Police Chiefs Want No Part of Arizona's Immigration Law
The nation's top cops say that making them check the residency status of suspects will set back years of trust-building in communities of color.
Rob Davis, police chief of San Jose, Calif., and president of the Major City Chiefs Association whose members include police chiefs of the 57 largest U.S. cities, said the law will undermine that compact. "We're the ones actually doing the police work in some of the most diverse communities in the country ... and we're concerned it's going to drive a wedge between our efforts to try and establish these community policing relationships that we worked so hard to develop over the last several years."
John Harris, head of the Arizona Association of Chiefs of Police and Police Chief in Sahuarita, Ariz., said the law will put police in an untenable position of being accused by opponents of the law of racially profiling immigrants and by supporters of the law of not doing their jobs. It puts Arizona law enforcement right in the middle of these two sides and that's not where we want to be, particularly for something we think is a federal responsibility and not a local responsibility," he said.
For a moment I wondered if I was witnessing some cracks in the Blue Wall of Silence. OK, that's probably an overstatement; the chief's aren't exactly refusing to close ranks around an errant cop. Still, by publicly challenging a law they find troubling and difficult to enforce, they are closing ranks around an important principle. That counts for something.
The chiefs have not gone unnoticed by the civil rights community. Both the NAACP and MALDEF cited opposition to the Arizona law by "several prominent law enforcement groups" in statements the organizations put out when they joined a broad coalition of civil rights groups that filed a federal class-action lawsuit challenging the law.
"I think it is a helpful moment and illustrative on a number of levels," said Hilary O. Shelton, director of NAACP's Washington bureau and senior vice president for advocacy and policy. "This may be just the thing to crack open the door for us to have more discussions around other issues of concern, beyond racial profiling, to areas such as use of force and other challenges between police officers and local communities."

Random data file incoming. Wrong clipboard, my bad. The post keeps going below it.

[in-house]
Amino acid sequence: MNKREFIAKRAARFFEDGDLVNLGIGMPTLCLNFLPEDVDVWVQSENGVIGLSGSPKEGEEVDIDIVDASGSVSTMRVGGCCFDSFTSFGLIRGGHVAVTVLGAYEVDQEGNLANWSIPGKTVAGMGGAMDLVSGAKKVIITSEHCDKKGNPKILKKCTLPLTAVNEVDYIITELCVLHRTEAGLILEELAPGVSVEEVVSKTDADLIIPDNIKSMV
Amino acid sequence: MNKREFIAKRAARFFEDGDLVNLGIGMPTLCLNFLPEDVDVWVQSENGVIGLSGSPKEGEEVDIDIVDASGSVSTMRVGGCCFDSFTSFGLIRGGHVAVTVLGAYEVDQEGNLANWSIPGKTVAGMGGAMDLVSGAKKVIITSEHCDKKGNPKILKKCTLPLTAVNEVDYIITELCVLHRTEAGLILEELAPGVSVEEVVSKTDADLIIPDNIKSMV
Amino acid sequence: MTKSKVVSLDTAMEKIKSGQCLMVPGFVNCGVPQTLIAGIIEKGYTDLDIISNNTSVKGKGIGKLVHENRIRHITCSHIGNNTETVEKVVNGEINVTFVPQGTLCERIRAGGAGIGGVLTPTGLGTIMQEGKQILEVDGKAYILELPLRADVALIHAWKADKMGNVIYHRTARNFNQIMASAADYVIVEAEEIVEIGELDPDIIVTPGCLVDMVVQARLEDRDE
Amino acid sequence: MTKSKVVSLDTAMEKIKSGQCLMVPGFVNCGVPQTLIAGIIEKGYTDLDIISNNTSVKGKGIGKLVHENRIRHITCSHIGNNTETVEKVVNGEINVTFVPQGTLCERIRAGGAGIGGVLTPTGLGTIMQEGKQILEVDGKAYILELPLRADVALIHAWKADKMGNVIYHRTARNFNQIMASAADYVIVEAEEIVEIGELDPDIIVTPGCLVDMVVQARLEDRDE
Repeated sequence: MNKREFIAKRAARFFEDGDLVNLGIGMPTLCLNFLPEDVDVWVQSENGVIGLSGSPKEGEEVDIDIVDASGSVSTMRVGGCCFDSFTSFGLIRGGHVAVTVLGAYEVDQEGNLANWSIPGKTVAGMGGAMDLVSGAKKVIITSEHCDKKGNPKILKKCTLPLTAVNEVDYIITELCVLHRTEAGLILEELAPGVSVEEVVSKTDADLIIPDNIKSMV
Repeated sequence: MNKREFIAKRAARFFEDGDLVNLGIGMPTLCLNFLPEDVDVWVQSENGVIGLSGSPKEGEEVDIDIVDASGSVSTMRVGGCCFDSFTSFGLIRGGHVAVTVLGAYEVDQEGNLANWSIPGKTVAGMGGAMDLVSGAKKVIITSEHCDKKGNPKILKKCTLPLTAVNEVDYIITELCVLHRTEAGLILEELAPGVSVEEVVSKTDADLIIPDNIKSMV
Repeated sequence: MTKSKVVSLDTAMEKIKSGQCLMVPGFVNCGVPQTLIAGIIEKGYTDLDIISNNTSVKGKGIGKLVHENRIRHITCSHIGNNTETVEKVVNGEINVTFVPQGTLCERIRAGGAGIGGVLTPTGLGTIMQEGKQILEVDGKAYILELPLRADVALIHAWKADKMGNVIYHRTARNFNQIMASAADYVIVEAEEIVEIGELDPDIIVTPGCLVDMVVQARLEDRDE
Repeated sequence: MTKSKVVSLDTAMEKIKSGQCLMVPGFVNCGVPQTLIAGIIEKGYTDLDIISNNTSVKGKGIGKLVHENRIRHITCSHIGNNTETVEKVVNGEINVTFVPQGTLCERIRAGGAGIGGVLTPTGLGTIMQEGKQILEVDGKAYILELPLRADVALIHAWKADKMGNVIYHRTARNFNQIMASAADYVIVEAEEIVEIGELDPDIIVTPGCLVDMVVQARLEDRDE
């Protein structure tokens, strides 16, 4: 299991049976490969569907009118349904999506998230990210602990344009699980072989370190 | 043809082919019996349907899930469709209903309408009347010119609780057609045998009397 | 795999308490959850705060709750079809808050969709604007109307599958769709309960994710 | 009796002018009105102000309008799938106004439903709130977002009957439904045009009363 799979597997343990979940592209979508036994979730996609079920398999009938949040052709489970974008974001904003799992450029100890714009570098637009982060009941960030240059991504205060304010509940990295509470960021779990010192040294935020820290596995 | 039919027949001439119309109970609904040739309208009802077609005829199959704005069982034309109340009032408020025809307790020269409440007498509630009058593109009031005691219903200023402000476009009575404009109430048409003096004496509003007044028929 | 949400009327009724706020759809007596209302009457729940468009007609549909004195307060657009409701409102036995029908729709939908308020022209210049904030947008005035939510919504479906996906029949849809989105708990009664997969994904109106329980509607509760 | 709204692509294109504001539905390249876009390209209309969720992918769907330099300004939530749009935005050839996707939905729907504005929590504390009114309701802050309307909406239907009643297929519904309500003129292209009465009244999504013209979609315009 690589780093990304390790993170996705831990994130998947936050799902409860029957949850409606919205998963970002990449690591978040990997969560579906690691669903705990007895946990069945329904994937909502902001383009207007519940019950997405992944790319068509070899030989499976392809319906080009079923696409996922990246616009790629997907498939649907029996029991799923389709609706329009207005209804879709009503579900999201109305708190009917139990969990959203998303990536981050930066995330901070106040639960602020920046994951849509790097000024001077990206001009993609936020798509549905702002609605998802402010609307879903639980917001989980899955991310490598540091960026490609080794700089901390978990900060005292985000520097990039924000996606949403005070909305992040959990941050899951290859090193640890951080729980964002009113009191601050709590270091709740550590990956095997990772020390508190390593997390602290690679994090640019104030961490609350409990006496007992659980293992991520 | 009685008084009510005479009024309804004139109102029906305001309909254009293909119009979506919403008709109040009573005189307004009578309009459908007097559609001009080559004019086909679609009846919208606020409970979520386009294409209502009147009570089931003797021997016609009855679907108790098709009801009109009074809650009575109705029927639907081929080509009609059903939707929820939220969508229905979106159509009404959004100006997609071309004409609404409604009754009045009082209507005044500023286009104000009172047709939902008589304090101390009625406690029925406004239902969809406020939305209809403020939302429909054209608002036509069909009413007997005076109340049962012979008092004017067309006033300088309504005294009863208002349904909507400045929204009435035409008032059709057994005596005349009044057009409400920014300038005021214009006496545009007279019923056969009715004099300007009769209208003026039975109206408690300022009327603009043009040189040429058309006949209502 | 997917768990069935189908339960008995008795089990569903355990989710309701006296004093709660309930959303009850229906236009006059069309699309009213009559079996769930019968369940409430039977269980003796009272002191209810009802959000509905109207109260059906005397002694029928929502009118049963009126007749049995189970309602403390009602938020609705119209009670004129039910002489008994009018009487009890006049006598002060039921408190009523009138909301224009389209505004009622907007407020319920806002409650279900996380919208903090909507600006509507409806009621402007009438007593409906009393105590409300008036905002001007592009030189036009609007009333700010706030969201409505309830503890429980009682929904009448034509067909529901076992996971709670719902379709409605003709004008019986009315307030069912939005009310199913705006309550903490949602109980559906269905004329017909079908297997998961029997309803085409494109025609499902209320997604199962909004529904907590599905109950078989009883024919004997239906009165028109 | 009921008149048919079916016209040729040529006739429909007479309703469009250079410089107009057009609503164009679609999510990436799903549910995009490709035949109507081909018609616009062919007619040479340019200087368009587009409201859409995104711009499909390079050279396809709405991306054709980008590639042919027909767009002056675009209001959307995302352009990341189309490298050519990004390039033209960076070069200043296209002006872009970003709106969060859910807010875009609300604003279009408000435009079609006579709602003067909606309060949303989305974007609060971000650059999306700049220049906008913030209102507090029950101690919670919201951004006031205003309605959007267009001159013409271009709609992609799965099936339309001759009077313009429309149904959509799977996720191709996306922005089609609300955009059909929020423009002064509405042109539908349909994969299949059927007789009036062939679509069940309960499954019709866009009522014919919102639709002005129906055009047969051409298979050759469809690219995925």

The law was clearly designed to target the nearly 500,000 undocumented immigrants in Arizona, the majority from neighboring Mexico. Arizona Gov. Jan Brewer, who is scheduled to meet with President Obama today to discuss the law and illegal immigration in her state, has insisted that the law expressly prohibits racial profiling. She says that only those stopped by police for other reasons such as a traffic violation, a busted headlight, or a host of other minor civil infractions would be questioned about their immigration status. But she has yet to convincingly articulate how police will accurately determine whom to question and arrest based on a "reasonable suspicion," and how they will avoid arresting legal American citizens of Hispanic descent who were either born here or are naturalized citizens.
If the governor who signed the law into being can't guarantee it will protect the rights of state residents, why should police be expected to enforce it? Maybe Arizona's various police chiefs should take a page from the other opponents of the law who have organized marches, sit-ins and other civil disobedience actions to protest the law; maybe they should simply refuse to enforce it. Now that might make for a lasting friendship with civil rights groups.
Marjorie Valbrun is a senior writer at America's Voice, an organization that advocates for reform of the immigration system.